If the board of trustees of a private university keeps investing the endowment through an expensive firm run by their friends, despite substandard performance, could a case be made for breach of fiduciary duty? The economists employed by the university have long urged the board to invest in index funds instead.

I know I would need to consult a lawyer specializing in this area, but I'd like to know first if I would be laughed at or if this is a reasonable question.

  • Are any written ethical or fiscal guidelines the endowment is required to follow when investing? – BlueDogRanch Sep 12 '18 at 21:01
  • Not that I know of. – Embarrassed tenured professor Sep 12 '18 at 21:42
  • In that case, and that it is a private U, they may be able to do anything they want within the bounds of state and federal laws. – BlueDogRanch Sep 12 '18 at 22:00

could a case be made for breach of fiduciary duty?

Yes, I think, although not every person or stakeholder would have standing to sue the board of trustees of the private university.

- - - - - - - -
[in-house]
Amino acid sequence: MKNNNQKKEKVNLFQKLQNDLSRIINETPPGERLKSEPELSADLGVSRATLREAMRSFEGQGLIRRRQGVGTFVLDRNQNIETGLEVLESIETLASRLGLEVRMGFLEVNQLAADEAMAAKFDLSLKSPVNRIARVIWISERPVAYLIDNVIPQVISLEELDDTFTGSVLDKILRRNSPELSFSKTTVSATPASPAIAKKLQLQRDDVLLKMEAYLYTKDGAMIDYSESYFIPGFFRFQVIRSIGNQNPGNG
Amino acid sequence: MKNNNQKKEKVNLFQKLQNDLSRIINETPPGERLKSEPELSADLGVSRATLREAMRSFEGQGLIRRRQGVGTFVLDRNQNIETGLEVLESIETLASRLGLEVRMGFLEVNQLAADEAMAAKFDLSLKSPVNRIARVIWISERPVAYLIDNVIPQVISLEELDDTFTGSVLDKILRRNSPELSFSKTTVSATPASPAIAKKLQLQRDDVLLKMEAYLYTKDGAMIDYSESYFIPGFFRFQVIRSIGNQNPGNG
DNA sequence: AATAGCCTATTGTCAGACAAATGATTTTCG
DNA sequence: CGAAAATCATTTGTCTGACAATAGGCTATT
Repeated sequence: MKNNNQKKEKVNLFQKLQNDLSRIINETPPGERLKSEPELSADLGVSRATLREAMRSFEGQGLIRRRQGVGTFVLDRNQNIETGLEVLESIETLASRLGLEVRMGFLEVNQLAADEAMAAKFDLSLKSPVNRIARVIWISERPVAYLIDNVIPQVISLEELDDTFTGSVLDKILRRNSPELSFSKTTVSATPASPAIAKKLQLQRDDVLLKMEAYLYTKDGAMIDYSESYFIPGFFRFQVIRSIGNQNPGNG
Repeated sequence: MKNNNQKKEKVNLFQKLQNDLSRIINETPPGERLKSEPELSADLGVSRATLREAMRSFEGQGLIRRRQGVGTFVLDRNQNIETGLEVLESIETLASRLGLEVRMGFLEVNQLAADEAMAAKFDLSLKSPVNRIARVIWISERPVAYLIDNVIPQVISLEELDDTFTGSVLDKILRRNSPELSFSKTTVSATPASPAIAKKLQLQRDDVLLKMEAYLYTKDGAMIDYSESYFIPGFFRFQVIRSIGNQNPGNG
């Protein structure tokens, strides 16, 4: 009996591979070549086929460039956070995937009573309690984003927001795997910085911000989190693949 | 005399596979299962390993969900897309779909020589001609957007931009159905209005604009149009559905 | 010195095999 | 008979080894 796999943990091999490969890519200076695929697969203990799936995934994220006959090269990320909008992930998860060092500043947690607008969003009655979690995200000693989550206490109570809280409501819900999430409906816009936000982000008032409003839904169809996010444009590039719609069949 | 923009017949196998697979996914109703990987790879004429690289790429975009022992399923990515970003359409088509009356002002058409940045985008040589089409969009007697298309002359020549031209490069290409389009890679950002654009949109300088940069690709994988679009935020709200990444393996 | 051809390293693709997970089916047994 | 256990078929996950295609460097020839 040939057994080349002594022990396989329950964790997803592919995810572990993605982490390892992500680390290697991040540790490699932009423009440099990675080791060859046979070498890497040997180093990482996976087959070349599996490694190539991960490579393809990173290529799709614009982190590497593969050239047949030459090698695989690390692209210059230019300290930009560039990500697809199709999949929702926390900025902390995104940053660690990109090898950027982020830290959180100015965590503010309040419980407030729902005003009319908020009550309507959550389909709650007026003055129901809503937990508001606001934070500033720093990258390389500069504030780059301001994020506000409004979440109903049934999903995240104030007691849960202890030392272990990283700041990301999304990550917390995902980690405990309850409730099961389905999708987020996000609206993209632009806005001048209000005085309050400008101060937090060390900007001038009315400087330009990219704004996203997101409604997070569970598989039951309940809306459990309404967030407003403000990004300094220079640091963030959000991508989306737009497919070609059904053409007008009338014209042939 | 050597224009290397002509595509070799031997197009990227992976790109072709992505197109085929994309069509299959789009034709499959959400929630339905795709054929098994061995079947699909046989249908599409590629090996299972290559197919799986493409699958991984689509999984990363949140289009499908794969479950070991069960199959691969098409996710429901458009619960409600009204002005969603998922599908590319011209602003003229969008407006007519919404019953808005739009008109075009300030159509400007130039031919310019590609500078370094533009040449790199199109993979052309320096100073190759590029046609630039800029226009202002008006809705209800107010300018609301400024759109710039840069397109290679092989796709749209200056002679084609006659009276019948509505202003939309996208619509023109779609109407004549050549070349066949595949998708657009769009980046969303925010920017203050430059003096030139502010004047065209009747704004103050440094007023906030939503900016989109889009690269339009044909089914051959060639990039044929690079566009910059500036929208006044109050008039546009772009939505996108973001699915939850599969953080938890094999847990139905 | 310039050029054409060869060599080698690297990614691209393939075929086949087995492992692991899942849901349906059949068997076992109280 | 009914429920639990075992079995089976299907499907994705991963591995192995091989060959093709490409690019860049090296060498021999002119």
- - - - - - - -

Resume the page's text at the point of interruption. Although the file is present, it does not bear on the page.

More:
The prima facie elements of breach of fiduciary duty are "(i) the existence of a fiduciary duty; (ii) a knowing breach of that duty; and (iii) damages resulting therefrom", Johnson v. Nextel Communications, 660 F.3d 131, 138 (2011) (I am not aware of any material differences in other jurisdictions).

Absent any explicit disclaimers of fiduciary duty, (1) the element of existence of that duty is applicable because the trustees' relation with the university is not one of arms length; (2) in their deliberate --rather than negligent-- decision to do business with their friends, the trustees are knowingly and intentionally disregarding the advice from economists of the university, despite the evidenced financial detriment of that deliberate decision; and (3) the element of damages would be proved from the expenses as billed by the firm, coupled with any losses the friends' subpar performance may be causing to the university.

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